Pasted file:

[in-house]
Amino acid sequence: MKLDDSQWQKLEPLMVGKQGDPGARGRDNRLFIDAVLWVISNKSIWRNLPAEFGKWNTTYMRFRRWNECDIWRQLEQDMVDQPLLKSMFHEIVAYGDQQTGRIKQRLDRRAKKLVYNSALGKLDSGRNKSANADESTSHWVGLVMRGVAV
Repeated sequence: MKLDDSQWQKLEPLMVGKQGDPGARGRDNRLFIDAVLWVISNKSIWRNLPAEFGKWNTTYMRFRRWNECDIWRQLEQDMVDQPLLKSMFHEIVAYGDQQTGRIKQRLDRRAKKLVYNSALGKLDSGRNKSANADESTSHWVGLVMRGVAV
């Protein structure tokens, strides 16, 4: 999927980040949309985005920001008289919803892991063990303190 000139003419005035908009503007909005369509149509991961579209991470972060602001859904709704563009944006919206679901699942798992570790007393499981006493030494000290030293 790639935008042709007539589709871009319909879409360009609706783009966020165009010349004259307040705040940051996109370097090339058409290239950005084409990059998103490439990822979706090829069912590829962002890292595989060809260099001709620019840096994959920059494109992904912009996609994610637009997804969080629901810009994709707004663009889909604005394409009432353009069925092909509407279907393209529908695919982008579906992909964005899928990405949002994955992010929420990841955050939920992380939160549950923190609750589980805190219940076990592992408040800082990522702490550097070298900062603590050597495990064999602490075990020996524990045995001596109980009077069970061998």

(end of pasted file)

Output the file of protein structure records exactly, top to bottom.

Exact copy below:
[in-house]
Amino acid sequence: MKLDDSQWQKLEPLMVGKQGDPGARGRDNRLFIDAVLWVISNKSIWRNLPAEFGKWNTTYMRFRRWNECDIWRQLEQDMVDQPLLKSMFHEIVAYGDQQTGRIKQRLDRRAKKLVYNSALGKLDSGRNKSANADESTSHWVGLVMRGVAV
Repeated sequence: MKLDDSQWQKLEPLMVGKQGDPGARGRDNRLFIDAVLWVISNKSIWRNLPAEFGKWNTTYMRFRRWNECDIWRQLEQDMVDQPLLKSMFHEIVAYGDQQTGRIKQRLDRRAKKLVYNSALGKLDSGRNKSANADESTSHWVGLVMRGVAV
């Protein structure tokens, strides 16, 4: 999927980040949309985005920001008289919803892991063990303190 000139003419005035908009503007909005369509149509991961579209991470972060602001859904709704563009944006919206679901699942798992570790007393499981006493030494000290030293 790639935008042709007539589709871009319909879409360009609706783009966020165009010349004259307040705040940051996109370097090339058409290239950005084409990059998103490439990822979706090829069912590829962002890292595989060809260099001709620019840096994959920059494109992904912009996609994610637009997804969080629901810009994709707004663009889909604005394409009432353009069925092909509407279907393209529908695919982008579906992909964005899928990405949002994955992010929420990841955050939920992380939160549950923190609750589980805190219940076990592992408040800082990522702490550097070298900062603590050597495990064999602490075990020996524990045995001596109980009077069970061998």